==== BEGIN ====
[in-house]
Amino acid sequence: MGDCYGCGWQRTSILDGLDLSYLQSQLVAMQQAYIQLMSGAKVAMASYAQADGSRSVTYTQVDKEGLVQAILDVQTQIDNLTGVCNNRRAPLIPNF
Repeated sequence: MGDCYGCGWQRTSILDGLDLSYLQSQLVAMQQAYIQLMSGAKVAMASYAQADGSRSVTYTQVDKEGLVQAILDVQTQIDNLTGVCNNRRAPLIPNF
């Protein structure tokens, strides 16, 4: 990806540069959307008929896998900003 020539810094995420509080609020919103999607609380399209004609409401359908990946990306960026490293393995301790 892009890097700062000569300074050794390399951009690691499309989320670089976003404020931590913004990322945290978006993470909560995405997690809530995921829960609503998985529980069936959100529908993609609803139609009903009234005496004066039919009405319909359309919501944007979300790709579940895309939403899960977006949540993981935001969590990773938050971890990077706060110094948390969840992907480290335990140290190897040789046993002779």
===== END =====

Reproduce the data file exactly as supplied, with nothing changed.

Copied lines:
[in-house]
Amino acid sequence: MGDCYGCGWQRTSILDGLDLSYLQSQLVAMQQAYIQLMSGAKVAMASYAQADGSRSVTYTQVDKEGLVQAILDVQTQIDNLTGVCNNRRAPLIPNF
Repeated sequence: MGDCYGCGWQRTSILDGLDLSYLQSQLVAMQQAYIQLMSGAKVAMASYAQADGSRSVTYTQVDKEGLVQAILDVQTQIDNLTGVCNNRRAPLIPNF
């Protein structure tokens, strides 16, 4: 990806540069959307008929896998900003 020539810094995420509080609020919103999607609380399209004609409401359908990946990306960026490293393995301790 892009890097700062000569300074050794390399951009690691499309989320670089976003404020931590913004990322945290978006993470909560995405997690809530995921829960609503998985529980069936959100529908993609609803139609009903009234005496004066039919009405319909359309919501944007979300790709579940895309939403899960977006949540993981935001969590990773938050971890990077706060110094948390969840992907480290335990140290190897040789046993002779």